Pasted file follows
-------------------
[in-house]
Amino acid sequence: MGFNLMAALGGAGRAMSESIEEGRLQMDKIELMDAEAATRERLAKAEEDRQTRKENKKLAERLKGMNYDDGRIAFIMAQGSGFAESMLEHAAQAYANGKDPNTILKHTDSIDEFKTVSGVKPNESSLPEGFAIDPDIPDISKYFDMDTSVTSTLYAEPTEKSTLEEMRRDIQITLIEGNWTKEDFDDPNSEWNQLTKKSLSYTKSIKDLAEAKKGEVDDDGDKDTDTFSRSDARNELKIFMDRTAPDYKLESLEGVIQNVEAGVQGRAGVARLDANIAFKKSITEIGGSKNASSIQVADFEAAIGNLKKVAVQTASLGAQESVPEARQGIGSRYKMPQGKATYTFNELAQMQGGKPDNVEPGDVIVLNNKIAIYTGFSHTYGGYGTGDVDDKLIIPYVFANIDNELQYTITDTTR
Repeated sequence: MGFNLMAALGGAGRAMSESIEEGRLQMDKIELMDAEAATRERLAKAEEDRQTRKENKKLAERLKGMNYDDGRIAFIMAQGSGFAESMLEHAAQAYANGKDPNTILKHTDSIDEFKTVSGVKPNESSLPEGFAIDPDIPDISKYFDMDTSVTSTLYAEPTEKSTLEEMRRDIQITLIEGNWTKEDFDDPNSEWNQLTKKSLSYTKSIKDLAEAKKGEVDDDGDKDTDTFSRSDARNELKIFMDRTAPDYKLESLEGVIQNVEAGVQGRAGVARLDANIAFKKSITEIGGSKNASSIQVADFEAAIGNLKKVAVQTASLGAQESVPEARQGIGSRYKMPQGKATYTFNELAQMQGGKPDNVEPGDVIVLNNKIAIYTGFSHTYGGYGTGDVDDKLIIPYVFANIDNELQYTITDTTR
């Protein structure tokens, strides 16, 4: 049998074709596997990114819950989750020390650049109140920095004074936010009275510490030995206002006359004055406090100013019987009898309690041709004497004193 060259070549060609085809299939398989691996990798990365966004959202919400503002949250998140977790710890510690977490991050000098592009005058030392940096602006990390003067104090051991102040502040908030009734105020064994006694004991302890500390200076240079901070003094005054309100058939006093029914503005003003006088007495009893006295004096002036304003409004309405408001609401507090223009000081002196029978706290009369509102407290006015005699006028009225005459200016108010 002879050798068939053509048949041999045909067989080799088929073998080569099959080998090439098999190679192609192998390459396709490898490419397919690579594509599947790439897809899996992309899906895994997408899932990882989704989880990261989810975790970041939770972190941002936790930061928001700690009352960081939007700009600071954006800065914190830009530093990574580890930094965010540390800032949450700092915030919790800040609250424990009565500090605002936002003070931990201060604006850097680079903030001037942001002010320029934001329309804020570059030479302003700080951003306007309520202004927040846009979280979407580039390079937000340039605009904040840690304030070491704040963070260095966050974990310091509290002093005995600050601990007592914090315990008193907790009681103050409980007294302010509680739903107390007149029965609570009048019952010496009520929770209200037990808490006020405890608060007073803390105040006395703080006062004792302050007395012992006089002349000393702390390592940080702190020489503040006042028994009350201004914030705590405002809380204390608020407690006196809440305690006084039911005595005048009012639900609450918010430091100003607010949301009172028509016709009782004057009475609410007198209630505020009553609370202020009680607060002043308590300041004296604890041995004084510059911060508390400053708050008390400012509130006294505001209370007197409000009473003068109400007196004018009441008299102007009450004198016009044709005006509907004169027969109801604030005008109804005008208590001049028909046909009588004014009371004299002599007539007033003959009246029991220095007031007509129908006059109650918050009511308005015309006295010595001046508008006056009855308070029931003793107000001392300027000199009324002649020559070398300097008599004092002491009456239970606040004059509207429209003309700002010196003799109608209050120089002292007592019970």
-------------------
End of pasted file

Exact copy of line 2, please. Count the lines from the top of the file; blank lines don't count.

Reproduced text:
Amino acid sequence: MGFNLMAALGGAGRAMSESIEEGRLQMDKIELMDAEAATRERLAKAEEDRQTRKENKKLAERLKGMNYDDGRIAFIMAQGSGFAESMLEHAAQAYANGKDPNTILKHTDSIDEFKTVSGVKPNESSLPEGFAIDPDIPDISKYFDMDTSVTSTLYAEPTEKSTLEEMRRDIQITLIEGNWTKEDFDDPNSEWNQLTKKSLSYTKSIKDLAEAKKGEVDDDGDKDTDTFSRSDARNELKIFMDRTAPDYKLESLEGVIQNVEAGVQGRAGVARLDANIAFKKSITEIGGSKNASSIQVADFEAAIGNLKKVAVQTASLGAQESVPEARQGIGSRYKMPQGKATYTFNELAQMQGGKPDNVEPGDVIVLNNKIAIYTGFSHTYGGYGTGDVDDKLIIPYVFANIDNELQYTITDTTR